Right to a lawyer; guarantees of the accused person’s defence in military criminal proceedings
Rights of the defence and to a fair trial
Court-appointed military defence counsel
Time limit for appeal
RULING Nº 34/96
17 of January of 1996
In military criminal procedure, defendants are entitled to choose their defence counsel. If no choice is exercised, they will always be guaranteed defence in court preferably by someone with legal knowledge.
The qualification required for properly exercising defence rights is legal knowledge; neither professional experience nor any other technical knowledge can be considered sufficient for guaranteeing those rights. Whenever possible the defence counsel must therefore be a lawyer.
In military criminal procedure, the time allowed for filing appeals, presenting the grounds and submitting documentary evidence is significantly shorter - by approximately a half - than in ordinary criminal procedure. However, the general interests of the military do not make it necessary to limit defendants' defence guarantees or their right of access to the courts in this way. Moreover, given the special nature of military criminal procedure and the fact that particularly severe penalties may be applied, allowing a shorter time for filing appeals than under ordinary criminal procedure is not appropriate.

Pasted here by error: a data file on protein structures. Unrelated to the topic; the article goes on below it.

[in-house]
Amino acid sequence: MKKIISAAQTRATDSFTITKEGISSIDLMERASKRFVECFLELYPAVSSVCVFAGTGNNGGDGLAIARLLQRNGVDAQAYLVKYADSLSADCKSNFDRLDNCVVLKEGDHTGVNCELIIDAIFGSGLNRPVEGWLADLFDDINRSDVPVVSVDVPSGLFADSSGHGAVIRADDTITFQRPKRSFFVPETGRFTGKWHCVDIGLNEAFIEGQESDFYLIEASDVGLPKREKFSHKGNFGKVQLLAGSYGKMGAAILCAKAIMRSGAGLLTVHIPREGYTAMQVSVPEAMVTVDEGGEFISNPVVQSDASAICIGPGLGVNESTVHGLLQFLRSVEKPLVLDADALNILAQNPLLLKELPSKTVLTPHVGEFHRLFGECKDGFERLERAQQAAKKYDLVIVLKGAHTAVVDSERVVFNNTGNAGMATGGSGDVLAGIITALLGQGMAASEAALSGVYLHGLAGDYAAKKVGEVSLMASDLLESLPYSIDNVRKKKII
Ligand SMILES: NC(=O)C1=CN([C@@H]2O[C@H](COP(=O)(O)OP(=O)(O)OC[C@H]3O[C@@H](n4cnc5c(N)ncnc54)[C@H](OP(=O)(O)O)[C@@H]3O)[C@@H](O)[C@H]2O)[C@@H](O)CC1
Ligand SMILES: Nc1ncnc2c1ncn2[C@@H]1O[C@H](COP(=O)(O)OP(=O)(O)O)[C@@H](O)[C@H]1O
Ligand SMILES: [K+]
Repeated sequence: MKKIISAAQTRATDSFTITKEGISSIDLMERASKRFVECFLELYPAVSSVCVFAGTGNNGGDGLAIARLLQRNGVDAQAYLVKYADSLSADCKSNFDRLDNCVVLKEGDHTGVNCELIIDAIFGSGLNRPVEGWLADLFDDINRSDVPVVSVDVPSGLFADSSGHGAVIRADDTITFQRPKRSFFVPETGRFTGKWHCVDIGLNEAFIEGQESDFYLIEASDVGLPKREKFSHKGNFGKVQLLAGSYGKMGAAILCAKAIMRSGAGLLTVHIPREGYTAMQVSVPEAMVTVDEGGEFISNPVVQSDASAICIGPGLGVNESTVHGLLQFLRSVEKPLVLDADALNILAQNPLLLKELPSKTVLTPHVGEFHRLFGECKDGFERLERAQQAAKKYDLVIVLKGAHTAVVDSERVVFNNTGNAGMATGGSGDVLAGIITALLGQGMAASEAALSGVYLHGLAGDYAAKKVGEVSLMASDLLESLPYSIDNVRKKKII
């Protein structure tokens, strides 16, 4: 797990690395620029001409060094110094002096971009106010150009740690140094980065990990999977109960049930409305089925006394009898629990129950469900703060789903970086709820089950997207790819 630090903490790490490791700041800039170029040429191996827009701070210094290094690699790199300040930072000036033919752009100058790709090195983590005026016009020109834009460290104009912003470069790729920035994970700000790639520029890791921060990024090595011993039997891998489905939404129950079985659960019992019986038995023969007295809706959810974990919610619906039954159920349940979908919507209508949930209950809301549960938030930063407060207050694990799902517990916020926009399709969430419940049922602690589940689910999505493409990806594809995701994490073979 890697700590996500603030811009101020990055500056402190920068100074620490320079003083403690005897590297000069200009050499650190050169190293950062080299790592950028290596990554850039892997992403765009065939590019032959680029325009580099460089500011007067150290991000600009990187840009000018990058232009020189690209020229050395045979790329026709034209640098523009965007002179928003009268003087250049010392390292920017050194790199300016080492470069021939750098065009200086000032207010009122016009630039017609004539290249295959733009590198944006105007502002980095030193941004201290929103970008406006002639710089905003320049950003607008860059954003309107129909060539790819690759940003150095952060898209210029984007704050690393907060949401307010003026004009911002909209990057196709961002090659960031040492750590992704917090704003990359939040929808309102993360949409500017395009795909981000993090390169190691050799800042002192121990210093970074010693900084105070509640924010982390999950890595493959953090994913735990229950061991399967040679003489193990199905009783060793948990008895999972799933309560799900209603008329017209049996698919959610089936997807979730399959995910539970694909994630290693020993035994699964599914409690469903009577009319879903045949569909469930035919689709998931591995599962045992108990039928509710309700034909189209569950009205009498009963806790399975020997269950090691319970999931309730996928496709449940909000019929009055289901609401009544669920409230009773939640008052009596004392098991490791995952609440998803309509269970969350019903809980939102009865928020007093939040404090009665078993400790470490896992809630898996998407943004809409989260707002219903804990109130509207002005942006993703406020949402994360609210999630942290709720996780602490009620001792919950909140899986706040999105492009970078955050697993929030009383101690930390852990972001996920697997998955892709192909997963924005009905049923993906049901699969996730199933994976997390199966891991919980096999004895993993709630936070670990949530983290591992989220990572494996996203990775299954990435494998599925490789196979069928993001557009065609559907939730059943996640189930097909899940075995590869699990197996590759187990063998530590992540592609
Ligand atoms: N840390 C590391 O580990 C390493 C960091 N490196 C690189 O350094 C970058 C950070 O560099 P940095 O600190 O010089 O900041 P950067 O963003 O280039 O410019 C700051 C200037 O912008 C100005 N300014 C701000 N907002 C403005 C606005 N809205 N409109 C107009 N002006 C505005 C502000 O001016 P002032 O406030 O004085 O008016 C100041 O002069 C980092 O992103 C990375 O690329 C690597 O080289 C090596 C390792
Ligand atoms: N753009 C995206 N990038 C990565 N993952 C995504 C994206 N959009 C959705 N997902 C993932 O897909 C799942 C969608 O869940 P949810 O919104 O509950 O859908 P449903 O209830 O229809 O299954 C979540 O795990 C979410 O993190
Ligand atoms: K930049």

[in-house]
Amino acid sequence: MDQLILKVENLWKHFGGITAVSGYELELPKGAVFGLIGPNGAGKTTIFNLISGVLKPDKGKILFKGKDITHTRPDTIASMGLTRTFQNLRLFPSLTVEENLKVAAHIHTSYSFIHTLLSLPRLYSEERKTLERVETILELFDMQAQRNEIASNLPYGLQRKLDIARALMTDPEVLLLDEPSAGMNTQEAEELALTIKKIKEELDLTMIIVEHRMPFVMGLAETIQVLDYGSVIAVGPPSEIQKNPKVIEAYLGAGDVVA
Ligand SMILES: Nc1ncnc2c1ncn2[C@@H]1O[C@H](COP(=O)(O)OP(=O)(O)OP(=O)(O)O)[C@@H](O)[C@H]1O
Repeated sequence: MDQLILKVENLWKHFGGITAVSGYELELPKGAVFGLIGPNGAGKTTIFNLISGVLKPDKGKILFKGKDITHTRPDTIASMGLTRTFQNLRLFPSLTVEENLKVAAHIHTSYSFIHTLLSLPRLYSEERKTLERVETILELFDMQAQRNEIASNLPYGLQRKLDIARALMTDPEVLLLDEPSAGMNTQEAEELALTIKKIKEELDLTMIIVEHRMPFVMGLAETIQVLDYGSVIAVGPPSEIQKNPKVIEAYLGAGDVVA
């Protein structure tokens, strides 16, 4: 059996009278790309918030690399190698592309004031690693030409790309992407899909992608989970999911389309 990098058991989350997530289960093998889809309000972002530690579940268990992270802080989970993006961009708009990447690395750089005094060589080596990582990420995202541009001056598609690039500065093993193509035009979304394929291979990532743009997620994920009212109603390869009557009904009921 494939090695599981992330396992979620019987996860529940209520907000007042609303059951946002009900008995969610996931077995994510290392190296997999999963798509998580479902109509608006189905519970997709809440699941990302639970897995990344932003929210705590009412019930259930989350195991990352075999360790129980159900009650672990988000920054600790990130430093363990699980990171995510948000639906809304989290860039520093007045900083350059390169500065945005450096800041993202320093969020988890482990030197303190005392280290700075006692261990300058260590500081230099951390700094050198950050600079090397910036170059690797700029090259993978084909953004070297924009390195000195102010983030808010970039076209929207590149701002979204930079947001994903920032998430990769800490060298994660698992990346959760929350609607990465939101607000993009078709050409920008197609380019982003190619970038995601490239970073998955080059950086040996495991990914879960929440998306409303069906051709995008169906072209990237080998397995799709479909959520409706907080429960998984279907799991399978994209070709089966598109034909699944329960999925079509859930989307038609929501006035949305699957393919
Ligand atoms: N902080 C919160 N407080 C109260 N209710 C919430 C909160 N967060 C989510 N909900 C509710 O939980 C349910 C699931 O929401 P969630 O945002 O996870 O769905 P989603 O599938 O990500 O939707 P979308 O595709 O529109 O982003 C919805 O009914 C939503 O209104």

This judgment concerns various rules of the Military Code of Justice, in particular a provision not requiring a lawyer to be appointed in military criminal procedure and another setting a period of five days within which appeals had to be lodged, together with grounds.
In this case, the defendant in military criminal proceedings asked the judge to appoint an official defence counsel because he could not afford to pay a lawyer's fees. The judge refused on the grounds that, according to the Military Code of Justice, when defendants are not represented by a defence counsel the court will appoint a military counsel. The accused also challenged the excessively short period of five days allowed for filing the appeal and giving grounds.
The Constitutional Court decided unanimously that the possibility of assigning military counsel without any legal knowledge was a violation of an accused person's constitutional defence guarantees. It also decided that setting significantly shorter time limits for filing appeals in military criminal procedure than in ordinary criminal procedure constituted a violation of the constitutional principles of equality, access to the courts and guarantees of defence in criminal proceedings.